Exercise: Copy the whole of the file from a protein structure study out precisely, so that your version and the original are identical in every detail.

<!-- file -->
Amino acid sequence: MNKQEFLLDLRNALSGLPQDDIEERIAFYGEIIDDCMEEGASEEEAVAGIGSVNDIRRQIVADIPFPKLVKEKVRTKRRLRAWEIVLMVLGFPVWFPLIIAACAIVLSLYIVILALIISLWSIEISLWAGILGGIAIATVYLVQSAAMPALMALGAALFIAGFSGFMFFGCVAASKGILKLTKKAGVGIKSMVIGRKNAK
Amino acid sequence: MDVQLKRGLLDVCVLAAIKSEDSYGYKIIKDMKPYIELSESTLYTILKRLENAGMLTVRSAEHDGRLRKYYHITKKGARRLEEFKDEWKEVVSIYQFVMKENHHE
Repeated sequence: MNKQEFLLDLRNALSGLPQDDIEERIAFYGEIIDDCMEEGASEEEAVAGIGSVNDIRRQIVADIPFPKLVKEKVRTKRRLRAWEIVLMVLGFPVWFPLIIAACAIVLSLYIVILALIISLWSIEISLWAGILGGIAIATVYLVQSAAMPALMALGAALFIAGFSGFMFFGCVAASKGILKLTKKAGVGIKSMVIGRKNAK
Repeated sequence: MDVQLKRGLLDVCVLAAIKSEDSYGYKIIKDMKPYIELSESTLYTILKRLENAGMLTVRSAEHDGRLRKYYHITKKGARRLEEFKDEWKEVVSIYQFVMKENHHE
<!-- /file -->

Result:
Amino acid sequence: MNKQEFLLDLRNALSGLPQDDIEERIAFYGEIIDDCMEEGASEEEAVAGIGSVNDIRRQIVADIPFPKLVKEKVRTKRRLRAWEIVLMVLGFPVWFPLIIAACAIVLSLYIVILALIISLWSIEISLWAGILGGIAIATVYLVQSAAMPALMALGAALFIAGFSGFMFFGCVAASKGILKLTKKAGVGIKSMVIGRKNAK
Amino acid sequence: MDVQLKRGLLDVCVLAAIKSEDSYGYKIIKDMKPYIELSESTLYTILKRLENAGMLTVRSAEHDGRLRKYYHITKKGARRLEEFKDEWKEVVSIYQFVMKENHHE
Repeated sequence: MNKQEFLLDLRNALSGLPQDDIEERIAFYGEIIDDCMEEGASEEEAVAGIGSVNDIRRQIVADIPFPKLVKEKVRTKRRLRAWEIVLMVLGFPVWFPLIIAACAIVLSLYIVILALIISLWSIEISLWAGILGGIAIATVYLVQSAAMPALMALGAALFIAGFSGFMFFGCVAASKGILKLTKKAGVGIKSMVIGRKNAK
Repeated sequence: MDVQLKRGLLDVCVLAAIKSEDSYGYKIIKDMKPYIELSESTLYTILKRLENAGMLTVRSAEHDGRLRKYYHITKKGARRLEEFKDEWKEVVSIYQFVMKENHHE